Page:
On the 8th of November, I went this event that was organized in Padua, surprisingly the room was really full of people!
This was the schedule:
- AWS Introduction and History
- AWS Infrastructure Services – Amazon EC2, Amazon S3
- AWS Infrastructure Services – Amazon EBS, Amazon VPC
- Security, Identity and Access Management
- AWS Databases: Amazon DynamoDB e Amazon RDS
- AWS Elasticity and Management Tools + Demo
1. AWS Introduction and History
The AWS experts made an introduction to AWS explained how the services are grouped and how the infrastructure works, how it is layered:
The regions are limitated metropolitan areas like Dublin or Frankfurt. You might want that your data sit inside a region for legal reasons.
The Availability Zones (AZ) are inside the regions, they contains the Amazon data centers and they do not share risk profiles, like energy suppliers or being close to the same lake.
Edge Locations are used to share data faster, like jquery.js files.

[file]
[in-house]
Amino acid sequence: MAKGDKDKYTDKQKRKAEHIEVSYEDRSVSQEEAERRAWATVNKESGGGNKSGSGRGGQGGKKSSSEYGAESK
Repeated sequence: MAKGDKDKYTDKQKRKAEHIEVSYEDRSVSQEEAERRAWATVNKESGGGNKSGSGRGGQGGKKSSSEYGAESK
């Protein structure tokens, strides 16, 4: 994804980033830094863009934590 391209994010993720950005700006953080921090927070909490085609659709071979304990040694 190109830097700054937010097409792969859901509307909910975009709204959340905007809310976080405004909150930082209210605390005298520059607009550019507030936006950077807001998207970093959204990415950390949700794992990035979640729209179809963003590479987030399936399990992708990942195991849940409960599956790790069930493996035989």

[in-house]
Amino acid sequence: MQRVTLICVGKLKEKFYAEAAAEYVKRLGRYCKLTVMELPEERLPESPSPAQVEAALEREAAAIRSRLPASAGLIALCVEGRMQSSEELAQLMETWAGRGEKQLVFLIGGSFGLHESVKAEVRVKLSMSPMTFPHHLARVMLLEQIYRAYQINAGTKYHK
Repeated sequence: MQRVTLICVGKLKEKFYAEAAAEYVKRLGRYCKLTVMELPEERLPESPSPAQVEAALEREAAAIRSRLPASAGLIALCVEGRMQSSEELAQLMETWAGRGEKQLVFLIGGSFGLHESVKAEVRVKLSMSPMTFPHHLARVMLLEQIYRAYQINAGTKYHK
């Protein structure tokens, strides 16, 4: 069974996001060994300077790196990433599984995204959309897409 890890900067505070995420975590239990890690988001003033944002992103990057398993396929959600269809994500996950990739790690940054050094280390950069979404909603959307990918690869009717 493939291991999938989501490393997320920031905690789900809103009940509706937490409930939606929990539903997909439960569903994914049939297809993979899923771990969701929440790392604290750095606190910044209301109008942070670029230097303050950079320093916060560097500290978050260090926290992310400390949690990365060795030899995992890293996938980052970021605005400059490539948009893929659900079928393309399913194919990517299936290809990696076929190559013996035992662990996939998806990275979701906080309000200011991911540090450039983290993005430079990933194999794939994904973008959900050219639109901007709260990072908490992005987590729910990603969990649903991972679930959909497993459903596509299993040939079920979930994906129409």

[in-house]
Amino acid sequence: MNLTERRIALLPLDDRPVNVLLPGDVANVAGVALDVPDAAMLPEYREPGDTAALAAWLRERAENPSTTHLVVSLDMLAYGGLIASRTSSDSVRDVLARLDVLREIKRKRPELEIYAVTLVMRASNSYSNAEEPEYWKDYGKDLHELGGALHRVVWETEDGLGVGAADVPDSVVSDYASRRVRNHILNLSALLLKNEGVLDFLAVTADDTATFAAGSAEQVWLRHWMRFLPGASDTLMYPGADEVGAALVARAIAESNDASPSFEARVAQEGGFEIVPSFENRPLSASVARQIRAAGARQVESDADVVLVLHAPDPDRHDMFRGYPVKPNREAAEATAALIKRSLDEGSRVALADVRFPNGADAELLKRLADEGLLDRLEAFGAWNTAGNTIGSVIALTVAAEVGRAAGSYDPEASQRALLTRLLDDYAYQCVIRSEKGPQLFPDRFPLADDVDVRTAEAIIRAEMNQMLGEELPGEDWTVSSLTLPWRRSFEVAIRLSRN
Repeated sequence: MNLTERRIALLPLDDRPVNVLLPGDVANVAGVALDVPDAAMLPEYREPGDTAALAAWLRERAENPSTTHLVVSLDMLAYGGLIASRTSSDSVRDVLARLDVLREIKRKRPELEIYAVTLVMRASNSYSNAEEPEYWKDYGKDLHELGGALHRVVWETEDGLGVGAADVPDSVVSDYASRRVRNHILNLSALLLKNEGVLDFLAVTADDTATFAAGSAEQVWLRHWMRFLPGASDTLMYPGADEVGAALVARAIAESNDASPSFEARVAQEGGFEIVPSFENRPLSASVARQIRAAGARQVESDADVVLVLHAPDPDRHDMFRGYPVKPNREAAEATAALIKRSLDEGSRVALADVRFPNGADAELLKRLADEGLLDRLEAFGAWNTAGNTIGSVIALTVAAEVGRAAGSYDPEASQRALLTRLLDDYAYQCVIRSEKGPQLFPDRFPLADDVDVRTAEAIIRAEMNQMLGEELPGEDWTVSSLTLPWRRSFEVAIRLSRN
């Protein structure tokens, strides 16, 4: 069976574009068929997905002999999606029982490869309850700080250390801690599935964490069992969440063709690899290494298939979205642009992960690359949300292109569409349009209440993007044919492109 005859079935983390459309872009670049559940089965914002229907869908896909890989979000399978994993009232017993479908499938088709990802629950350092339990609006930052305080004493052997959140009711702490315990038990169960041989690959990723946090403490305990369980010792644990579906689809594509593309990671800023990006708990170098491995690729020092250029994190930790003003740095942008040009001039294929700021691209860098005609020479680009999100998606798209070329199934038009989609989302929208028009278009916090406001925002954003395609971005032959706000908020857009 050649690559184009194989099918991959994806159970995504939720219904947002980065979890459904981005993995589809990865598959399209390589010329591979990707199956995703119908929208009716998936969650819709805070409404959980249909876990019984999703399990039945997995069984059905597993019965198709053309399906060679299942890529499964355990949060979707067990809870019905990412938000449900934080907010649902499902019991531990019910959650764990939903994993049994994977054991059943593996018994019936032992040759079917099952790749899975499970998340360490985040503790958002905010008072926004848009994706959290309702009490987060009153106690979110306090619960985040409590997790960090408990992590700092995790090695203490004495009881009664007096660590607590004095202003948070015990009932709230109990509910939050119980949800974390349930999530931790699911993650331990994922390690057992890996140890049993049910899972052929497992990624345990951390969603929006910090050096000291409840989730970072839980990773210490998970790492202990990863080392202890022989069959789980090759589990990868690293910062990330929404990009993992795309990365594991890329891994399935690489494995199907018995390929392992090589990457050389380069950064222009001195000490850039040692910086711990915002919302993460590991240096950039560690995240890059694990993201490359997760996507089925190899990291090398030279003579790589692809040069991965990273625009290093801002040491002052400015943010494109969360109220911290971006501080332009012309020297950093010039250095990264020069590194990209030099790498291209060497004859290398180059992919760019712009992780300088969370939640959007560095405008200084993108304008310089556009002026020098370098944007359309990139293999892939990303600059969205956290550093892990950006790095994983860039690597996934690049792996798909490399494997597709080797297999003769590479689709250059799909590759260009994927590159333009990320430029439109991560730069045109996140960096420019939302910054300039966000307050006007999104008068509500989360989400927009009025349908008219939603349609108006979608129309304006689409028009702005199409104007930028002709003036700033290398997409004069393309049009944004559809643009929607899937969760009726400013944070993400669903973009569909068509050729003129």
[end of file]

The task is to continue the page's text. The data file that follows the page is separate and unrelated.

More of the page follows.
Computing, Networking, Storage are the 3 biggest services, and it also supports many databases.
2. AWS Infrastructure Services – Amazon EC2, Amazon S3
Then they showed us the Amazon Console, a visual tool used to manage all the Amazon Web Services.
The first service is EC2 that allows to create Virtual Machines. These can be Windows or Linux machines and you can customize the dimension and the administration permissions; the good part is that you pay for just what you use. These Virtual Machines are called Amazon Machine Images (AMIs) .
The snapshots of the discs of the Virtual Machines are stored on the S3, another Amazon Service for storage. You can use two type of storages: